Polymers Put the Squeeze on Liquid Droplets

February 11, 2020

In a brand-new paper that appeared in Nature Physics, a collaboration of the group of David Zwicker at the Max Planck Institute for Dynamics and Self-Organization in Göttingen and the group of Eric Dufresne at ETH Zürich demonstrate some surprising effects of polymer networks on droplet growth.

Droplets of olive oil floating on water

This work may provide new avenues for manufacturing micropatterns and it may shed light on how membrane-less organelles are controlled inside cells. In both situations, tiny droplets need to be spatially arranged and stabilized over long periods.

Salad dressing and biological cells: Similar self-organization

Stable droplets are generally hard to come by, also in more familiar settings. When you make salad dressing, you stir oil and vinegar vigorously to make small droplets, but over time they tend to merge to one big oil droplet on top. Covering the surface of a droplet with a soapy layer can make it last much longer. This is why we add dish soap when we want to get oil off of pots and plates.

Similar problems arise inside biological cells, where droplets form small compartments that organize the cell. In particular, cells need to control the count, size, and location of these droplets to be fully functional. So far, it is unclear how they achieve this challenging task. One important ingredient of cells are long, stable polymers that form the cytoskeleton, which gives them their shape, strength, and motility. It has been hypothesized that the elastic properties of these networks affect droplet formation and can be exploited by cells to control droplets.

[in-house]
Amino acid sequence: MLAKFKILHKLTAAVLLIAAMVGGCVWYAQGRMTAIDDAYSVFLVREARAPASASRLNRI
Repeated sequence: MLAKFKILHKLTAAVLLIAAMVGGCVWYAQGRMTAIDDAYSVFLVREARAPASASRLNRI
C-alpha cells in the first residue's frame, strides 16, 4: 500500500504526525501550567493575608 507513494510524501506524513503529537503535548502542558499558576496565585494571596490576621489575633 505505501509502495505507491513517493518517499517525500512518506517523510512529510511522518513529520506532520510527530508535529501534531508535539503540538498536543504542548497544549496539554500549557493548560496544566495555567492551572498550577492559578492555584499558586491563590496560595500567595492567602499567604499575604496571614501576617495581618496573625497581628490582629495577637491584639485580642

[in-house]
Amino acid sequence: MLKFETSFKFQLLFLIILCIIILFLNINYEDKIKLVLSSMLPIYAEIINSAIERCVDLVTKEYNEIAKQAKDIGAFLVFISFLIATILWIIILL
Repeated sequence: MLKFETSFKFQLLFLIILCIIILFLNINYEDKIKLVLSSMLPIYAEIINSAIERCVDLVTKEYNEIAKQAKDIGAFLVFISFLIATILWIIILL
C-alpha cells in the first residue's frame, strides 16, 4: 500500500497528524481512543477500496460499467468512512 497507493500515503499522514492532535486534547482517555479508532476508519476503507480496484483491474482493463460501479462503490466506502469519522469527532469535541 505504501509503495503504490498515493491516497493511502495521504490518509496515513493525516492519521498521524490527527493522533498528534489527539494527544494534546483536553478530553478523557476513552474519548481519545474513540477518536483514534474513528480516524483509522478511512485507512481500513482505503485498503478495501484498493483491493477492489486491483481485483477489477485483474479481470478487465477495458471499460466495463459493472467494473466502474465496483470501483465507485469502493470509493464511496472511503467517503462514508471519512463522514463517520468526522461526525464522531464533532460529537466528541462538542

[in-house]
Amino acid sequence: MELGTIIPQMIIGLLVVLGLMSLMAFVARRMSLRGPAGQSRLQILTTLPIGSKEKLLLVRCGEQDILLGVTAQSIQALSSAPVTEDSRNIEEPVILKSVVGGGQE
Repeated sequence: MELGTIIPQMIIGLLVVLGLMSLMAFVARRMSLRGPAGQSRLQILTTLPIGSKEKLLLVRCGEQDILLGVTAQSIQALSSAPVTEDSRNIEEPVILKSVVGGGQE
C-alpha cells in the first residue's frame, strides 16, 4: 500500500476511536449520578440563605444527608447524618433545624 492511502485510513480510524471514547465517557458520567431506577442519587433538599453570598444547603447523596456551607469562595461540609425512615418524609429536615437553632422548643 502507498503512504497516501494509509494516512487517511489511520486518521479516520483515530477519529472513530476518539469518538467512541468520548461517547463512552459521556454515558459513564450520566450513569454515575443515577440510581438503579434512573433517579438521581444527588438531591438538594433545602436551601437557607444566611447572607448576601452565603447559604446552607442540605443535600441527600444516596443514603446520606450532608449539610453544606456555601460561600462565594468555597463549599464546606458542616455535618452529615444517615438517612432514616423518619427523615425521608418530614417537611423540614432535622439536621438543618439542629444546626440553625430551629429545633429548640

From big to small and small to big

Schematic diagram of droplets embedded in a polymer network

In the new publication, the researchers from MPIDS Göttingen and ETH Zürich demonstrate that a polymer network prevents droplets from merging and growing bigger, removing the need for a soapy layer. Moreover, the polymer network squeezes growing droplets, which has two interesting side effects. First, a network can squeeze a droplet so hard that it dissolves into the fluid around it. Second, droplets move from stiffer to softer parts of the network. They don’t perform this by simply sliding from one place to another, but they tend to dissolve in the stiffer parts while re-condensing and growing in the softer parts.

The team doesn’t know if these processes are at play in living cells, but are working hard to get to the bottom of it. In the meantime, they continue to develop applications, ranging from micropatterning to structural color, where the fabulous control that polymers can provide over liquid droplets could offer some advantages.

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